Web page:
I could go on at great length – with things I’ve experienced or heard from others. The place I worked that promoted volunteering – yet didn’t have a comp time policy and required weekend work, so program staff couldn’t volunteer themselves. The child welfare organization that didn’t let employees go part time or have flex-time to be home with kids. The leaders of social justice organizations who regularly yell at and disrespect their employees. And so many (SO many) feminist organizations that, in different ways, show contempt for the young and fabulous feminists who work for them, or pay less-experienced men more than the women they replace.
But there have also been people who have shown real leadership on these issues. I remember one of the members on the board from my full-time job out of college, who was horrified by our miniscule salaries, saying the organization simply needed to just write higher salaries into our budget proposals (I still think many organizations just don’t think to do that). Working for the League of Women Voters out of grad school taught me the value of a union – I worked for the 501c3 side of things, but the 501c4 union had negotiated a 35-hour week and comp time, which we also benefited from. There are organizations that cap executive salaries in relation to those at the lowest rungs. These experiences reminded me that I could expect more – that not all nonprofits depend on heavy demands made of young professionals for poor compensation. That some nonprofits see organizational values as something they must embody internally, as well seek externally.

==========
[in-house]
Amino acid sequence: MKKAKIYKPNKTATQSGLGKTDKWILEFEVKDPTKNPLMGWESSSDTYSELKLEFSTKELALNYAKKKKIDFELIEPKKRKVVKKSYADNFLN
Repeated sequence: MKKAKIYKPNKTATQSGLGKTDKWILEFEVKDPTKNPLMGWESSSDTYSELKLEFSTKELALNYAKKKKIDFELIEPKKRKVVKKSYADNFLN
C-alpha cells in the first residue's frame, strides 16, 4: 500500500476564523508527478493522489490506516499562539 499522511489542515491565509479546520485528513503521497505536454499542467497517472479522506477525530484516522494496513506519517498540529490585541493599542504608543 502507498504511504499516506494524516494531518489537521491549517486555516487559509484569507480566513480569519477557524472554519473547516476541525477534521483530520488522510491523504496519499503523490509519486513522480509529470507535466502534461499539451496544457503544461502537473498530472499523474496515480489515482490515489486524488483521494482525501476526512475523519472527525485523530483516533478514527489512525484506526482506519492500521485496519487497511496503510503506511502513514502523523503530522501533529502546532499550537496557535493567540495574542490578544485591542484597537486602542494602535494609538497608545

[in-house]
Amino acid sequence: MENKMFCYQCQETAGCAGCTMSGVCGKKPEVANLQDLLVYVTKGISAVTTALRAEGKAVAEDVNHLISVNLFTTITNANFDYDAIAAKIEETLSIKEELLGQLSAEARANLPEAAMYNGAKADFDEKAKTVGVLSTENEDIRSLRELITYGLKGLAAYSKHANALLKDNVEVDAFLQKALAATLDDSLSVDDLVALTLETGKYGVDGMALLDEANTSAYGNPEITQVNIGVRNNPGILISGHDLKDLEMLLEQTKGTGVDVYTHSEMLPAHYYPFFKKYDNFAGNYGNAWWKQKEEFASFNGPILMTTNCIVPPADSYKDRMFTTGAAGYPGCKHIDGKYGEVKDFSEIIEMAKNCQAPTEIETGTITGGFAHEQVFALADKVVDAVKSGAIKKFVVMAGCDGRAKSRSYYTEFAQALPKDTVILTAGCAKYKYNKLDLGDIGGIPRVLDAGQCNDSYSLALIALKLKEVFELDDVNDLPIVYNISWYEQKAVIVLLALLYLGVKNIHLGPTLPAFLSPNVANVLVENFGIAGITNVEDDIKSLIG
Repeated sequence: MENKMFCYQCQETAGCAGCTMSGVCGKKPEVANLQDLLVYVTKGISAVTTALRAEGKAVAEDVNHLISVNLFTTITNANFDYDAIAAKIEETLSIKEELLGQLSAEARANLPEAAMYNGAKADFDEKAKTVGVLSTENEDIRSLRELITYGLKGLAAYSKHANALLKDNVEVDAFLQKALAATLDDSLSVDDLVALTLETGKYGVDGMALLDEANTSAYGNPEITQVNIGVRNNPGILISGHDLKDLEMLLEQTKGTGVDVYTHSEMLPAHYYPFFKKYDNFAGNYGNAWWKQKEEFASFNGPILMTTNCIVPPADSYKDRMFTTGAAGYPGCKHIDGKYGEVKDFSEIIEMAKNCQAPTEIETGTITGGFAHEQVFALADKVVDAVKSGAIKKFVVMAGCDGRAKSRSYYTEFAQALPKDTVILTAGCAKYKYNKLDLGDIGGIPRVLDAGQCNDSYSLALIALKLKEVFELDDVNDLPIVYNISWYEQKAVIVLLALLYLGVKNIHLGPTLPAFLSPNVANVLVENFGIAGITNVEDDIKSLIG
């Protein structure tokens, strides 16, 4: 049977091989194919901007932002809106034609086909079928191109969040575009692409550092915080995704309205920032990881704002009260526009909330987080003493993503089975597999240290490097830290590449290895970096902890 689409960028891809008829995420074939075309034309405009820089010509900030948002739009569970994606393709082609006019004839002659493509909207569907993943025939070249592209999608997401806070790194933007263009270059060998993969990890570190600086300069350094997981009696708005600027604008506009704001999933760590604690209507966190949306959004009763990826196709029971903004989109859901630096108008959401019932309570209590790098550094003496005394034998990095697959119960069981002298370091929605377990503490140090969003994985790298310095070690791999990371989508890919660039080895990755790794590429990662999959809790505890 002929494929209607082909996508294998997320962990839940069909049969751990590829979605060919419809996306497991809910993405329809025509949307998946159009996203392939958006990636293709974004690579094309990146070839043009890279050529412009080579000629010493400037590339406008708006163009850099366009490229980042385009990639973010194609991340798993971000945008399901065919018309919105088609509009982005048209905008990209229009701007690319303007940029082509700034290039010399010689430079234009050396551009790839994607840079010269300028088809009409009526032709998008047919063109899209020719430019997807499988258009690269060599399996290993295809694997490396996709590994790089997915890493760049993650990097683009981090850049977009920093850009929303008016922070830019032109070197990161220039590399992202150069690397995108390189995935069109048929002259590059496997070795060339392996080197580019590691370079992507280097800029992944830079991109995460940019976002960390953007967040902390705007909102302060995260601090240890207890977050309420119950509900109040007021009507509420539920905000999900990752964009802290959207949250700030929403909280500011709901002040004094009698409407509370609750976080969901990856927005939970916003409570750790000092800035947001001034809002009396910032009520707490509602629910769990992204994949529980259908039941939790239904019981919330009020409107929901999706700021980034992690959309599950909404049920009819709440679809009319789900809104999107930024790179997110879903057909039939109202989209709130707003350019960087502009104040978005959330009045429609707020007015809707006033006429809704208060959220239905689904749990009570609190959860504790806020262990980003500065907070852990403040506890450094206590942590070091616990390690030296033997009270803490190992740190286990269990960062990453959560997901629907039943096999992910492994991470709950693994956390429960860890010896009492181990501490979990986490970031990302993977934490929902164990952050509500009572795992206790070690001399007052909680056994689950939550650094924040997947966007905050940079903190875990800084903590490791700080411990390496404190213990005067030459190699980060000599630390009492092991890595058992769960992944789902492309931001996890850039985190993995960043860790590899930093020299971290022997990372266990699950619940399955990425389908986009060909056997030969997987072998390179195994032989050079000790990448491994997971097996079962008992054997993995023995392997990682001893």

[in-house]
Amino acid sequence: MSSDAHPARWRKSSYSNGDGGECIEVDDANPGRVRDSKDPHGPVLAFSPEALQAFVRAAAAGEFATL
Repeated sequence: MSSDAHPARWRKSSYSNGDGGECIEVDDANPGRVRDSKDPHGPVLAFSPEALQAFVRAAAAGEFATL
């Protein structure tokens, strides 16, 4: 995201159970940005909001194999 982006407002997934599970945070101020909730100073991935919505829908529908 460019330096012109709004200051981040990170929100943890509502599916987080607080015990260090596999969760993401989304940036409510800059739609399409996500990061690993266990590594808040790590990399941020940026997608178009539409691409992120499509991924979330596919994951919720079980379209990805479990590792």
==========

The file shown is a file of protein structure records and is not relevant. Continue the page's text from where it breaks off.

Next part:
Of course, I was never in it for the money – as the PIRG director says, this was mission-driven work, and I felt (feel) a calling to contribute to human rights and gender equality. But too often, I have seen the passion for social change turned into a weapon against the very people who do much – if not most – of the hard work, and put in most of the hours. Because they are highly motivated by passion, the reasoning goes, they don’t need to be motivated by decent salaries or sustainable work hours or overtime pay. (This type of argument tends to go out the window when you reach the CEO level, strangely enough.) And how do you suppose that feels to young professionals with a college or graduate degree, living in a group house and barely affording student loan payments?
That nonprofit leaders – especially those working for social justice – don’t see the fundamental absurdity of this argument is very hard to swallow. What these leaders are showing is a blatant double standard, and what they are saying is a huge “screw you” to their employees – and in particular to young women.
As of 2011, women were three of every four employees in the nonprofit sector. At the levels applicable under this new rule (earning below $47,500) the proportion of women is likely even higher, because we know that women are underrepresented at top levels in the sector. (For example, a 2014 report found that men are 90 percent of the presidents of the largest conservation organizations.) So when any nonprofit leader says that his lower-paid workers shouldn’t get overtime, what he’s really saying is that female employees should not be paid overtime.
When you zoom out, this is what you see: a nonprofit sector fueled by the time and talents of young women, who have likely passed up opportunities to work for higher salaries elsewhere so they can pursue a passion for social change. Far too often, nonprofit leaders have been telling them their commitment to social justice will not be rewarded beyond the warm, fuzzy feeling of doing good. We can do better, and it appears that thanks to the Obama Administration we finally will.